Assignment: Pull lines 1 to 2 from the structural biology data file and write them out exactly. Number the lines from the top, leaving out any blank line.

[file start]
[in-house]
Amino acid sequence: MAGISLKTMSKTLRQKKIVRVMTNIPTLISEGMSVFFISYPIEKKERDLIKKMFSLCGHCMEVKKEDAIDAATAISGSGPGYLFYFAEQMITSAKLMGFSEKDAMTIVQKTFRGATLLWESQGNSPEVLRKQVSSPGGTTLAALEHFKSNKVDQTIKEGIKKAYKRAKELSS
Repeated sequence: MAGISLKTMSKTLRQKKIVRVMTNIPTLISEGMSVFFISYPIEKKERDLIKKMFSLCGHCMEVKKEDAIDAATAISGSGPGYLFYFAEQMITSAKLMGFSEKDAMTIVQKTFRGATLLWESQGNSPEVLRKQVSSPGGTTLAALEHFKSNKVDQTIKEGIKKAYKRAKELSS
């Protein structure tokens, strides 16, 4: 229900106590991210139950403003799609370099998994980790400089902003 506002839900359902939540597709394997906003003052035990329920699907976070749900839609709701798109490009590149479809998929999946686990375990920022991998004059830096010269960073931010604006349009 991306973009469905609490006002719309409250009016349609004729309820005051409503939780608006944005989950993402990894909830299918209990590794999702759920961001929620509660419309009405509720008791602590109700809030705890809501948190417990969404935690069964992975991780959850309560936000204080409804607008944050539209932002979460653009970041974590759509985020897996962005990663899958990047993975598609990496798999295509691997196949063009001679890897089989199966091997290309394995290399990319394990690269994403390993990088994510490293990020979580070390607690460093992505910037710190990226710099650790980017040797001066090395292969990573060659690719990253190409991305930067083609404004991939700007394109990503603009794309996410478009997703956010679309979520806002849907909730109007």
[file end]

[in-house]
Amino acid sequence: MAGISLKTMSKTLRQKKIVRVMTNIPTLISEGMSVFFISYPIEKKERDLIKKMFSLCGHCMEVKKEDAIDAATAISGSGPGYLFYFAEQMITSAKLMGFSEKDAMTIVQKTFRGATLLWESQGNSPEVLRKQVSSPGGTTLAALEHFKSNKVDQTIKEGIKKAYKRAKELSS